The United States’ crude oil inventories — excluding those in the Strategic Petroleum Reserve — declined by 9.9 million bbl last week as imports fell and demand was met increasingly with domestic supplies, according to the Energy Information Administration (EIA).

In its Weekly Petroleum Status Report for the period ended Jan. 22, EIA said that, at 476.7 million bbl, oil inventories were still 5% above the five-year average for this time of year. This reflected demand drops in 2020 in the wake of coronavirus outbreaks and travel restrictions that cut deeply into transportation fuel needs and, by extension, oil demand.

However, the 2% week/week decline in the latest EIA covered period marked the steepest drop in oil inventories since July of last year.  

EIA noted oil imports averaged 5.1 million b/d last week, down by 1.0 million b/d from the previous week. Over the past four weeks, crude imports averaged about 5.7 million b/d, 14% less than the comparable year-earlier period, the agency said.

Production also was a factor. U.S. crude production averaged 10.9 million b/d in the latest week, a decrease of 100,000 b/d from the prior week.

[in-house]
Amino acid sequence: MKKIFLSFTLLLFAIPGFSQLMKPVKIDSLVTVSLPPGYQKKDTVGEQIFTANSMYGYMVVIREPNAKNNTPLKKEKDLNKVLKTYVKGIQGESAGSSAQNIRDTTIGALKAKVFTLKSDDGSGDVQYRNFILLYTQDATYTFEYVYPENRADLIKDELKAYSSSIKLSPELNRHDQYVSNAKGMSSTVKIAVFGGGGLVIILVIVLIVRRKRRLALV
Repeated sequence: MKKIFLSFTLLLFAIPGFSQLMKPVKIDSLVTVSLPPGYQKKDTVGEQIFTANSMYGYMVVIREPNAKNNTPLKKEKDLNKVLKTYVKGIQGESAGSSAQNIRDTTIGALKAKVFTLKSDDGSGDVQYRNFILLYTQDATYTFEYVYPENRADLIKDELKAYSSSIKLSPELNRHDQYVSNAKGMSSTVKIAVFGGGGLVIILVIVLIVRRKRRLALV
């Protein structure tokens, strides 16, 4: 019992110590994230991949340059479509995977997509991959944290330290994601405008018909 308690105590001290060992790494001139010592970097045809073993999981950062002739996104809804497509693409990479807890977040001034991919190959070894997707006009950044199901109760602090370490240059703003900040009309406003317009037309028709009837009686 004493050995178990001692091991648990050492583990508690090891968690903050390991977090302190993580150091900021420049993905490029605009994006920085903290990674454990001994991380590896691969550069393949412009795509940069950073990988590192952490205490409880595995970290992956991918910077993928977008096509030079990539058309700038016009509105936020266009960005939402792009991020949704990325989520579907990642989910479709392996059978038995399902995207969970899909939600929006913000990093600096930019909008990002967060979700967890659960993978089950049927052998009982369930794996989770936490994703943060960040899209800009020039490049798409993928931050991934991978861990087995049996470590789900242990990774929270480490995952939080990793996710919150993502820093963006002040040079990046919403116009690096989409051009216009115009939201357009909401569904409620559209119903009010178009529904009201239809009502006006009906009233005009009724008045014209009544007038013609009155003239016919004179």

Crude production was down 2.2 million b/d below the 2020 peak of 13.1 million b/d, reached in the week ended March 13, according to analysts at ClearView Energy Partners LLC. Production last week was down 2.1 million b/d from the year-earlier level.

Total commercial petroleum inventories decreased by 11.7 million bbl last week.

Overall demand for petroleum products was essentially flat week/week and year/year – a generally favorable result given that weekly demand, while choppy, has for months typically been down when compared to pre-pandemic, year-earlier levels.

The latest year/year data show double-digit demand increases for propane, propylene and distillates. These advances, however, were offset by lower year/year consumption of jet fuel, down 26%, and 11% lighter demand for gasoline. Analysts noted that travel remains muted relative to early 2020, before the coronavirus spread widely in the United States and most regions of the world.

While they “anticipate sequential improvement in both February and March” as vaccines are increasingly distributed, the ongoing pandemic’s heavy impact on traffic patterns will be “unavoidable” at least into the spring months, analysts at Raymond James & Associates said.

Total petroleum over the last four-week period averaged 19.0 million b/d, down 4.4% from a year earlier, EIA said.

The West Texas Intermediate crude oil price was $52.28/bbl on Jan. 22, the final day of the EIA covered week. That was 3 cents above the prior week’s closing price but $1.81 below the year-earlier level, EIA said.